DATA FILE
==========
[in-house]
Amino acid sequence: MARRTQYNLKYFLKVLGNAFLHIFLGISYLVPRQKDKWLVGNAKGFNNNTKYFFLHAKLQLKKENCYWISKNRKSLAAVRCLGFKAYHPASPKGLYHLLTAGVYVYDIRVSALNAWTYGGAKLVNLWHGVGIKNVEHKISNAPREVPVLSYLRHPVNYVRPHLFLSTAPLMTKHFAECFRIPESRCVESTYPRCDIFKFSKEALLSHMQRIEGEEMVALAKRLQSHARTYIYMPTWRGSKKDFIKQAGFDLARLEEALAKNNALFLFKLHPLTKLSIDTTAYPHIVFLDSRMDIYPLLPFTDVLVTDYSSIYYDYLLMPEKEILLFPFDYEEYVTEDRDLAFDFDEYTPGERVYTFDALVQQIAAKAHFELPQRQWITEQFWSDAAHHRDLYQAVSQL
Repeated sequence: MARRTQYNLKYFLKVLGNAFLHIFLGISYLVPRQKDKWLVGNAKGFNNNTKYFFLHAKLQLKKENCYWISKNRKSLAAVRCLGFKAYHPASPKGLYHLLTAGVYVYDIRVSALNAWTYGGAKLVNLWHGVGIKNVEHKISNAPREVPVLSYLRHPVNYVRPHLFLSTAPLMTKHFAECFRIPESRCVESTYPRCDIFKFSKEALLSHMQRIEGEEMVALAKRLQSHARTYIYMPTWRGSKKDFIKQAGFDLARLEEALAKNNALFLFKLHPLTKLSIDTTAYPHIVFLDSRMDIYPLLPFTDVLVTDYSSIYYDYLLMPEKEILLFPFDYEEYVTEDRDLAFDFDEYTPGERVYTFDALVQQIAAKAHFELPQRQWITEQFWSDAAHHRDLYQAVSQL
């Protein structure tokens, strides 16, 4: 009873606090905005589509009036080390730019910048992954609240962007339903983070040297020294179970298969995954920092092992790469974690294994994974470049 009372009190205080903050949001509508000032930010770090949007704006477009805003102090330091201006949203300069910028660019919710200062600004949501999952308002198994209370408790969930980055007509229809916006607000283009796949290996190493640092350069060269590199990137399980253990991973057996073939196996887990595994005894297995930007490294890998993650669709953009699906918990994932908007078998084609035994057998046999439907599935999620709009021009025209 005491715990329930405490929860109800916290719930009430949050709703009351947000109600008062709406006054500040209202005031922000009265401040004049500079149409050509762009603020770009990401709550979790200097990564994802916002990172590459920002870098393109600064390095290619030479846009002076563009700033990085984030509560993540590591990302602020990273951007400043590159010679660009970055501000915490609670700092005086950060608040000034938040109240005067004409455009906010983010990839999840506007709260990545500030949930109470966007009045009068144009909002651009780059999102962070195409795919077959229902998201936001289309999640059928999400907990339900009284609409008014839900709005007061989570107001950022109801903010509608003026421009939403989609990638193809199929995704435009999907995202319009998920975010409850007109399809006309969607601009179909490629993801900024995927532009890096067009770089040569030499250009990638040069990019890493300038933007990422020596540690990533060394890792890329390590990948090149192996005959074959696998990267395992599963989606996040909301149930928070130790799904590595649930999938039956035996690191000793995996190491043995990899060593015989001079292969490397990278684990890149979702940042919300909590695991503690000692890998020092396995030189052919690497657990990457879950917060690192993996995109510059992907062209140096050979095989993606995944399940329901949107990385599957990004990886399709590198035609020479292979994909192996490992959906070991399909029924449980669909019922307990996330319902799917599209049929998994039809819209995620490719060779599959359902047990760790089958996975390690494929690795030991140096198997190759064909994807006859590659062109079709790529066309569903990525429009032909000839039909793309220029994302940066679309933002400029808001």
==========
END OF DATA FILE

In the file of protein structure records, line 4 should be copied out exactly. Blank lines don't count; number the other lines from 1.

């Protein structure tokens, strides 16, 4: 009873606090905005589509009036080390730019910048992954609240962007339903983070040297020294179970298969995954920092092992790469974690294994994974470049 009372009190205080903050949001509508000032930010770090949007704006477009805003102090330091201006949203300069910028660019919710200062600004949501999952308002198994209370408790969930980055007509229809916006607000283009796949290996190493640092350069060269590199990137399980253990991973057996073939196996887990595994005894297995930007490294890998993650669709953009699906918990994932908007078998084609035994057998046999439907599935999620709009021009025209 005491715990329930405490929860109800916290719930009430949050709703009351947000109600008062709406006054500040209202005031922000009265401040004049500079149409050509762009603020770009990401709550979790200097990564994802916002990172590459920002870098393109600064390095290619030479846009002076563009700033990085984030509560993540590591990302602020990273951007400043590159010679660009970055501000915490609670700092005086950060608040000034938040109240005067004409455009906010983010990839999840506007709260990545500030949930109470966007009045009068144009909002651009780059999102962070195409795919077959229902998201936001289309999640059928999400907990339900009284609409008014839900709005007061989570107001950022109801903010509608003026421009939403989609990638193809199929995704435009999907995202319009998920975010409850007109399809006309969607601009179909490629993801900024995927532009890096067009770089040569030499250009990638040069990019890493300038933007990422020596540690990533060394890792890329390590990948090149192996005959074959696998990267395992599963989606996040909301149930928070130790799904590595649930999938039956035996690191000793995996190491043995990899060593015989001079292969490397990278684990890149979702940042919300909590695991503690000692890998020092396995030189052919690497657990990457879950917060690192993996995109510059992907062209140096050979095989993606995944399940329901949107990385599957990004990886399709590198035609020479292979994909192996490992959906070991399909029924449980669909019922307990996330319902799917599209049929998994039809819209995620490719060779599959359902047990760790089958996975390690494929690795030991140096198997190759064909994807006859590659062109079709790529066309569903990525429009032909000839039909793309220029994302940066679309933002400029808001």